Sparse data share few relationships, but the activity stream of the target within anonymised sets of streams can be gathered from other users. Activity relationship mining consists of rules that link various aspects of two captured activity types and can help decide if two activities were probably achieved by the same individual or not. Existing sparsity-based techniques have been adapted to exploit mobile sensor data characteristics, indicating significant threats to user anonymity within shared mobile sensor data.
Several studies looked at the advantages of sparsity for de-anonymisation. De-anonymisation could improve due to database sparsity and if the auxiliary information consists of values matching with rare attributes of a target database, then the de-anonymisation achieved is greater. It is not the sparsity, but in what way it is sparse that provides information.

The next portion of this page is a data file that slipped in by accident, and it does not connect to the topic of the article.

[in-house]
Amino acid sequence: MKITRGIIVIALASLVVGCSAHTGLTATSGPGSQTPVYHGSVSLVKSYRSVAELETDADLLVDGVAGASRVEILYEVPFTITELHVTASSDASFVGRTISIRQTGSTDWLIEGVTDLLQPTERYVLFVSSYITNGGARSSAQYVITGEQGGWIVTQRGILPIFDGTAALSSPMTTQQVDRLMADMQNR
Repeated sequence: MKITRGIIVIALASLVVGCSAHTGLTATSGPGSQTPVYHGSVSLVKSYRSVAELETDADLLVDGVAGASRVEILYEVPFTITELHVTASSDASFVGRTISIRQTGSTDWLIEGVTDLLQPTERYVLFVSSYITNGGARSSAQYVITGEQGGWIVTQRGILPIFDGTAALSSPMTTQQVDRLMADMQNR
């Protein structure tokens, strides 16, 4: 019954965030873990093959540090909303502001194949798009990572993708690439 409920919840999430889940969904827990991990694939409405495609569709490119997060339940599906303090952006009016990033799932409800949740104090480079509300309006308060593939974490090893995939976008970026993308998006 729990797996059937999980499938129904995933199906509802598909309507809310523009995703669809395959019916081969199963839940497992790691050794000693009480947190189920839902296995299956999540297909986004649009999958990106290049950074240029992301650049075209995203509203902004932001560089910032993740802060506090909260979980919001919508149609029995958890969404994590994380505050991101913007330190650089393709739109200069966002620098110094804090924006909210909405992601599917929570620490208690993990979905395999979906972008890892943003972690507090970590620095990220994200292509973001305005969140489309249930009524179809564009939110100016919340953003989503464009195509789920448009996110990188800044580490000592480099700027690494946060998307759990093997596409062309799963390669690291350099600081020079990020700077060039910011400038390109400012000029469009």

In 2017, the social network de-anonymisation problem was converted into a binary classification problem between node pairs (De-anonymizing Social Networks with Random Forest Classifier, Jiangtao Ma, Yaqiong Qiao, Guangwu Hu, Yongzhong Huang, 2017). Using the spectral partition method, large sparse social networks were partitioned into a number of small sub graphs. The features of the network structure were used to train the random forest classifier. As a result, candidate node pairs from anonymous network and auxiliary network can be classified as matched pair by the random forest classifier.